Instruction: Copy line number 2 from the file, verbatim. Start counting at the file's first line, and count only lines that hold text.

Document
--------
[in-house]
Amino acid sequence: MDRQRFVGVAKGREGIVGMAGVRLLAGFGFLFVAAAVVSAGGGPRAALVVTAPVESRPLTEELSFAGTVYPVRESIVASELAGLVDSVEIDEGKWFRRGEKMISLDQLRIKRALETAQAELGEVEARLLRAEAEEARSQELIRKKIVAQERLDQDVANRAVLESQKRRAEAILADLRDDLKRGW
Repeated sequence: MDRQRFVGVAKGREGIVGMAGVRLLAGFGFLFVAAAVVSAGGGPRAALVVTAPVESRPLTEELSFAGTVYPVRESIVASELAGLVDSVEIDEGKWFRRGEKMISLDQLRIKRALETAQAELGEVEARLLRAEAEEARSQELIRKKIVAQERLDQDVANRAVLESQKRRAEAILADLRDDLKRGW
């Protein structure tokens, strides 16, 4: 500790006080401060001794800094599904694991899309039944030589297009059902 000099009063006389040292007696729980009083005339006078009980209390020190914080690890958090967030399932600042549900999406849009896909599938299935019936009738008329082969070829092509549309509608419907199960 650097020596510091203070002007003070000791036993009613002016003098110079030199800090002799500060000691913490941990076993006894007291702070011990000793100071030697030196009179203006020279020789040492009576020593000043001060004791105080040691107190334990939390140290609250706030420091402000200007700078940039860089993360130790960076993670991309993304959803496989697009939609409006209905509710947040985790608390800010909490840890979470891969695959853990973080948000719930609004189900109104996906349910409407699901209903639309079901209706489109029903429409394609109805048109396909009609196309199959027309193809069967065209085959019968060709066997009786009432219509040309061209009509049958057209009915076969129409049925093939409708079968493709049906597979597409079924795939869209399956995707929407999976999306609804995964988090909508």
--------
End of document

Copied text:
Amino acid sequence: MDRQRFVGVAKGREGIVGMAGVRLLAGFGFLFVAAAVVSAGGGPRAALVVTAPVESRPLTEELSFAGTVYPVRESIVASELAGLVDSVEIDEGKWFRRGEKMISLDQLRIKRALETAQAELGEVEARLLRAEAEEARSQELIRKKIVAQERLDQDVANRAVLESQKRRAEAILADLRDDLKRGW